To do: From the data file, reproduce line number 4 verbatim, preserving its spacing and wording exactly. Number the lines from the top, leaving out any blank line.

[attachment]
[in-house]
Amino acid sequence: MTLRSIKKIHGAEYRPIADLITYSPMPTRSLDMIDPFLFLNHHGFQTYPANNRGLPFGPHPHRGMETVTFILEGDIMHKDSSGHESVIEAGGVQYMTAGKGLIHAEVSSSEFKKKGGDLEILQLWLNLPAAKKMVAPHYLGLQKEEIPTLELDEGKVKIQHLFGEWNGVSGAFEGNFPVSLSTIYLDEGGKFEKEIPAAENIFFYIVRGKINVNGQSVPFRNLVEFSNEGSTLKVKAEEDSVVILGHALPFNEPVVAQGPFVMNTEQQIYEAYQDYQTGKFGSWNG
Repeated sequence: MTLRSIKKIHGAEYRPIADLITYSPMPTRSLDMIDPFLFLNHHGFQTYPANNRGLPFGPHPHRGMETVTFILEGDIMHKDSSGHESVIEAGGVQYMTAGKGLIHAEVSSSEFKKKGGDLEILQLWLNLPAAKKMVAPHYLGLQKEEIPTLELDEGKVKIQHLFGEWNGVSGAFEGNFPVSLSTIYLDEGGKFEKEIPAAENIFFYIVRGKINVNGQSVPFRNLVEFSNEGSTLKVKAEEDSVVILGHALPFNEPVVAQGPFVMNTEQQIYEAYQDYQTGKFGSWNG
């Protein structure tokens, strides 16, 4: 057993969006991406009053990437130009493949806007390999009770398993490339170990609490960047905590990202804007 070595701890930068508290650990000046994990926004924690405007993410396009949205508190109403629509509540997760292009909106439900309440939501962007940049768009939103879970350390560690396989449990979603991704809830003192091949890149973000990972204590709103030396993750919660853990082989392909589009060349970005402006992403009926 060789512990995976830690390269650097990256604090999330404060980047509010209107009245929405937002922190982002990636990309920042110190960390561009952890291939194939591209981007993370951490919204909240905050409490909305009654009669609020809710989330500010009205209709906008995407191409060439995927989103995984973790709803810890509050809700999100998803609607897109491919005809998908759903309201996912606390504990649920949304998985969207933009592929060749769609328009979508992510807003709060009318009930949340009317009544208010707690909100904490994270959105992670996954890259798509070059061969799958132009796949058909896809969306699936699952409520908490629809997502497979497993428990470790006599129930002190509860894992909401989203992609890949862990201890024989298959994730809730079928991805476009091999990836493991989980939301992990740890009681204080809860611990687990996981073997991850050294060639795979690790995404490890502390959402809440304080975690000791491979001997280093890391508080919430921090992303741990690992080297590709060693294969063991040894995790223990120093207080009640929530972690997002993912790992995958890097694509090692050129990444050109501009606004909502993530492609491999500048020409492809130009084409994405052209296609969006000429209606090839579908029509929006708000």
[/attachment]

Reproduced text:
């Protein structure tokens, strides 16, 4: 057993969006991406009053990437130009493949806007390999009770398993490339170990609490960047905590990202804007 070595701890930068508290650990000046994990926004924690405007993410396009949205508190109403629509509540997760292009909106439900309440939501962007940049768009939103879970350390560690396989449990979603991704809830003192091949890149973000990972204590709103030396993750919660853990082989392909589009060349970005402006992403009926 060789512990995976830690390269650097990256604090999330404060980047509010209107009245929405937002922190982002990636990309920042110190960390561009952890291939194939591209981007993370951490919204909240905050409490909305009654009669609020809710989330500010009205209709906008995407191409060439995927989103995984973790709803810890509050809700999100998803609607897109491919005809998908759903309201996912606390504990649920949304998985969207933009592929060749769609328009979508992510807003709060009318009930949340009317009544208010707690909100904490994270959105992670996954890259798509070059061969799958132009796949058909896809969306699936699952409520908490629809997502497979497993428990470790006599129930002190509860894992909401989203992609890949862990201890024989298959994730809730079928991805476009091999990836493991989980939301992990740890009681204080809860611990687990996981073997991850050294060639795979690790995404490890502390959402809440304080975690000791491979001997280093890391508080919430921090992303741990690992080297590709060693294969063991040894995790223990120093207080009640929530972690997002993912790992995958890097694509090692050129990444050109501009606004909502993530492609491999500048020409492809130009084409994405052209296609969006000429209606090839579908029509929006708000």